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    5 out of 5 stars
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    5 out of 5 stars

a toast to Danny<br />

journey to Monetary 's past with a glass of wine or two and Danny's friends,

1 of 1 people found this review helpful

  • Overall
    4 out of 5 stars
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    5 out of 5 stars
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    3 out of 5 stars

Listen if you enjoy getting to know characters

Decided I'd listen because of John McDonough and he does't disappoint. Steinbeck created quite a crew and I got to appreciate and understand them all.

1 of 1 people found this review helpful

  • Overall
    5 out of 5 stars
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awesome

Only Suttree stands close to true hoboness of this fine old homeless family tree. One of my favorite Steinbecks

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  • LFB
  • houston, tx
  • 08-01-18

gifted writer

Steinbeck wrote a classic here every sentence descriptive and moving on. one of my favorite stories by Steinbeck

  • Overall
    4 out of 5 stars
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    4 out of 5 stars
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    4 out of 5 stars

Nice story

I enjoyed this book. It's amazing how these friends can treat each other so terribly at times but still in the end they care so much about one another.

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    3 out of 5 stars
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    4 out of 5 stars
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    2 out of 5 stars

Not your ordinary book

A very odd and interesting book. i found it entertaining and surprising along the way.

  • Overall
    4 out of 5 stars
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    5 out of 5 stars
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    4 out of 5 stars

Not One of My Favorite Steinbeck's, But...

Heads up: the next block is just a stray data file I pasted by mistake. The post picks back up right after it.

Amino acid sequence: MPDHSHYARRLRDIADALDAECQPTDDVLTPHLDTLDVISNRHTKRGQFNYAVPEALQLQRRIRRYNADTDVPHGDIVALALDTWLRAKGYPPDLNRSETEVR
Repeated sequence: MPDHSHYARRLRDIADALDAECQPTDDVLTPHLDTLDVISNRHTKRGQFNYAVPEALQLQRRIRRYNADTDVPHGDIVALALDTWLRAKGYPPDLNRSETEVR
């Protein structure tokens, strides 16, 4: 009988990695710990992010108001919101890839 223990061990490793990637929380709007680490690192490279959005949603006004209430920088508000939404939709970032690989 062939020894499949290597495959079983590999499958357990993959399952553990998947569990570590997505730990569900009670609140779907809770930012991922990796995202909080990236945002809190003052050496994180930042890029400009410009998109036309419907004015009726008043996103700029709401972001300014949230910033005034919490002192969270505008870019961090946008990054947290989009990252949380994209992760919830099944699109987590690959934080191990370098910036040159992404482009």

It's still Steinbeck and I crave his words, I missed so much by not reading Steinbeck until my late thirties. All of his stories have resonated with me in some capacity and this one is no different. Having lived on the Monterey Penninsula a few different times over the past twenty years, I like to think of it as my second home. Hearing the exploits of Danny and his posse as they travel the county post WWI reminded me of my time as a Soldier at the Presidio (albeit before GWOT) and keeping an eye on my drinking buddies on Alvarado Street.

The crew circuitously navigate back and forth across the ethical/moral line of friendship, predicated on the amount of alcohol they've consumed, since they last consumed, or when their consciences overpower that social inhibitor. Steinbeck never fails to teach through the follies and triumphs of his characters and those in Tortilla Flat have many. I was so proud of the boys' decision with the Pirate, yet so disappointed in their virtue compromising when it came to the drink.

I usually listen at 3x speed and had zero issues with this narration by John McDonough. I've listened to several books of his in the past and he's fabulous. I left only four stars for the book, because - although it's Steinbeck - it doesn't compare to his other works. I liked it better than Cannery Row, but far less than, Of Mice And Men, and nowhere near, The Grapes of Wrath.

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A Classic

Simply a joy. No one paints a story like Steinbeck. While everyone else was working on fiction of the wealthy, the great, and the fantastic, Steinbeck gave us the common people with hearts and plights just like our own.